these were just some of the comments about sania during the match from mary carillo, john mcenroe and dick enberg on CBS. this was my first opportunity to watch a full match of sania mirza and i must say i was sort of disappointed (the hype had raised my expectations too much i think!) ... she moved sluggishly, was seriously trigger-happy and relies far too much on trying to blast the ball through. but she is quite young, and inexperienced and hopefully her coaches will help reign in some of the zealousness for some focused aggression. ofcourse i am merely an amateur USTA league tennis player ... and its just my opinion. looking forward to more success for sania on the WTA circuit.
[Added later] I was just watching the Serena v/s Venus Williams game, and started to wonder if Sania Mirza was really ready for the top yet .... the difference in consistency and shot selection is just dramatic - its a long road for Sania, hopefully she will make rapid strides ... she has won the juniors event at wimbledon, and her overall result at the US Open is heartening. a top 50 ranking will allow her an automatic entry to a lot more tournaments, allowing her to build her skills and match up against the top players in women's tennis ...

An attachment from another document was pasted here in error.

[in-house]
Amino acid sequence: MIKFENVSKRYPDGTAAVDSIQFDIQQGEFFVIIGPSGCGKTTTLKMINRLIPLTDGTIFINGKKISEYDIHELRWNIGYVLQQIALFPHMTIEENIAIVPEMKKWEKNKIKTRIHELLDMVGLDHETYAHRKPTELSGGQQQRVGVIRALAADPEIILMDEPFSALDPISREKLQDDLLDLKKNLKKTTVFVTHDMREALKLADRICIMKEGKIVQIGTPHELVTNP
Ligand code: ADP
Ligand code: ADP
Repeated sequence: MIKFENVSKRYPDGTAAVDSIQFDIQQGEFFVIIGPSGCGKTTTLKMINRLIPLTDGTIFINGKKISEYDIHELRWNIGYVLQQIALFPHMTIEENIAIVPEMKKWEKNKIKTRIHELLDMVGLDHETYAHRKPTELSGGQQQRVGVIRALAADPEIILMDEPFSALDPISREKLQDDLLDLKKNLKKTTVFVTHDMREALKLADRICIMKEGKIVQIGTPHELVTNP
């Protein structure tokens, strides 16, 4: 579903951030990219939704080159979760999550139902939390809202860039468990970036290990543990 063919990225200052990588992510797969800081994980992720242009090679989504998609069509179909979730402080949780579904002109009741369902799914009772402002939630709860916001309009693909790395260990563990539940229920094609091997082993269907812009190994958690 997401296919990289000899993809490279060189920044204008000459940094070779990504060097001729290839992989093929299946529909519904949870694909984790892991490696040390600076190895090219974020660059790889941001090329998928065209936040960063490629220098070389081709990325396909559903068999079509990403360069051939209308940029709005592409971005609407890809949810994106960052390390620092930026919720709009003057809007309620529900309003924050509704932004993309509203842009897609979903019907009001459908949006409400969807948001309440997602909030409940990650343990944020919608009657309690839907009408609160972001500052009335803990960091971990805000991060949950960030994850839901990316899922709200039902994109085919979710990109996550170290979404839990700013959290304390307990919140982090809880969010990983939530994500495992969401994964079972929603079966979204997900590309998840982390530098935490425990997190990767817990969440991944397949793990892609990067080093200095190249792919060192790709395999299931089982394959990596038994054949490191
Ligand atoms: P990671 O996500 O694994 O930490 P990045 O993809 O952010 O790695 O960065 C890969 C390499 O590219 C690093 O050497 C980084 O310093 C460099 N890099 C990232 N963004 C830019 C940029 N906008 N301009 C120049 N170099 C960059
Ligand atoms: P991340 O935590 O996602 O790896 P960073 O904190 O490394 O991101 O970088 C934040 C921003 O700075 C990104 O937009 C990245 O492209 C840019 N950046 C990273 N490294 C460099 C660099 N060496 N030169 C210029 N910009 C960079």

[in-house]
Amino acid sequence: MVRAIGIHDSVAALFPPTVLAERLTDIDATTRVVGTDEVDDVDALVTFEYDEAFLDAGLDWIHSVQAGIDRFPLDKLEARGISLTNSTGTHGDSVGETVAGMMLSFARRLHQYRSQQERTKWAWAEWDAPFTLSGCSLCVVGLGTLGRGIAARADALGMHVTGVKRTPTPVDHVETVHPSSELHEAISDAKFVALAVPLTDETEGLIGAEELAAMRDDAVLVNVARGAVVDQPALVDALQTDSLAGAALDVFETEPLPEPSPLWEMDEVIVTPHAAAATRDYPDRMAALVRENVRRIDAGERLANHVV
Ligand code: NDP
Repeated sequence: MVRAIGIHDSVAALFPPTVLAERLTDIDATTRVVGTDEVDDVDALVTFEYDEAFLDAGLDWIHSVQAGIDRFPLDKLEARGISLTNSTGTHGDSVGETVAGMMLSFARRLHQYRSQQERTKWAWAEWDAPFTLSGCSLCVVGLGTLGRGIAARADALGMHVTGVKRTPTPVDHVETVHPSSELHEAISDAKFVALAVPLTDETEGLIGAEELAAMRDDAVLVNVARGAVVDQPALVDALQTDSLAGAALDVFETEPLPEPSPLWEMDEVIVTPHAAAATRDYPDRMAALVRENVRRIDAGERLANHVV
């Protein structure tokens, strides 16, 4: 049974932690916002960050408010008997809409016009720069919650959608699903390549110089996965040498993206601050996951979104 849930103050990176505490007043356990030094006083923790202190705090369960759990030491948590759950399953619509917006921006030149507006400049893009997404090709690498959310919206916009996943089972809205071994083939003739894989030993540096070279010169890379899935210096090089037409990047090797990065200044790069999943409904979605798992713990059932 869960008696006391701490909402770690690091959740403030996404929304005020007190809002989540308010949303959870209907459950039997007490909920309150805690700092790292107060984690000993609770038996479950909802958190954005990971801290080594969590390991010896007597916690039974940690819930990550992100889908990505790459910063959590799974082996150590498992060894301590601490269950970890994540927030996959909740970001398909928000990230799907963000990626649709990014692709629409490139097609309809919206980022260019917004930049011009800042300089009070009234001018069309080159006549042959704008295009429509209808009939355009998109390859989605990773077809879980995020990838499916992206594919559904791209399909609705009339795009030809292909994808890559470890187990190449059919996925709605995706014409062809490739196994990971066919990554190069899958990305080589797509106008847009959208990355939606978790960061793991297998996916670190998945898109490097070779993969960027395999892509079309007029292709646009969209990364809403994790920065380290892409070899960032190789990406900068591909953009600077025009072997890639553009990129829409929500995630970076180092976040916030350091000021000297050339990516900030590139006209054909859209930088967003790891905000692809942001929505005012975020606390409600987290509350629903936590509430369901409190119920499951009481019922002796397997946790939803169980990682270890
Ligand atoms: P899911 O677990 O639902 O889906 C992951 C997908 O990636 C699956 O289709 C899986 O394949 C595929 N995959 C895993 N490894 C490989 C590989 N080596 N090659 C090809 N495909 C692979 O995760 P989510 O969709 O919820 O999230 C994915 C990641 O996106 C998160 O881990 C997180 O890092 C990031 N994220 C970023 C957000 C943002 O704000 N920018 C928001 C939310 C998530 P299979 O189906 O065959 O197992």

i think its time i used my USTA membership to get discounts on US Open tickets ... maybe next year!
Saturday, September 03, 2005
Pitt v/s Notre Dame: ex-NFL coaches Wannastedt and Weis try to restore their alma maters to football glory. this would be the best time to kick the irish out of championship contention. the games to win for pitt are this one, and against louisville (which has moved thisyear to the big east) ... go pitt!!!
Miami v/s Florida State: easily promises to be the best game this weekend. much as i dislike that team, i think this is the year Miami makes a comeback after two relatively disappointing years for the 'canes. And ofcourse, they always manage to bring the highly overrated (atleast in recent years) Florida State teams to their knees. Since the addition of VaTech and Miami last year, FSU's domination of the ACC has pretty much come to an end.
TCU v/s Oklahoma: actually this would have been a totally useless one, but for the fact that this game concluded with TCU upsetting the Sooners earlier today!!
VaTech v/s NC State: Marcus Vick makes his first start for VaTech - highly overrated IMO. Gets the attention simply because of the awesome skills of older bro Michael. I think this will be the year Marcus Vick goes bust ... or blossoms into a great option QB under Beamer.
Boise State at Georgia: The high octane Boise State offense comes to Athens to get real recognition for their program. But a lack of any credible defense will mean that they might come short.
either way ... looking forward to an exciting season of football. the NFL season opens Thursday with the Patriots taking on the Oakland Raiders featuring the first silver and black start for Randy Moss
Thursday, September 01, 2005
Wednesday, August 31, 2005